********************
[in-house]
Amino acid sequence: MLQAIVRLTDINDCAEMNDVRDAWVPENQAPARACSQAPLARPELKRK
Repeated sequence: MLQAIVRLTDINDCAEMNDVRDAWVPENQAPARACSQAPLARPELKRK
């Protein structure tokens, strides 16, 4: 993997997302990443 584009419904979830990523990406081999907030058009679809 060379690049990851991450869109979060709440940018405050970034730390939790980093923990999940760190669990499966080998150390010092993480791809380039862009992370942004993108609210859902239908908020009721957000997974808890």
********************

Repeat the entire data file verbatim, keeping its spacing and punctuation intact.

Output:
[in-house]
Amino acid sequence: MLQAIVRLTDINDCAEMNDVRDAWVPENQAPARACSQAPLARPELKRK
Repeated sequence: MLQAIVRLTDINDCAEMNDVRDAWVPENQAPARACSQAPLARPELKRK
């Protein structure tokens, strides 16, 4: 993997997302990443 584009419904979830990523990406081999907030058009679809 060379690049990851991450869109979060709440940018405050970034730390939790980093923990999940760190669990499966080998150390010092993480791809380039862009992370942004993108609210859902239908908020009721957000997974808890």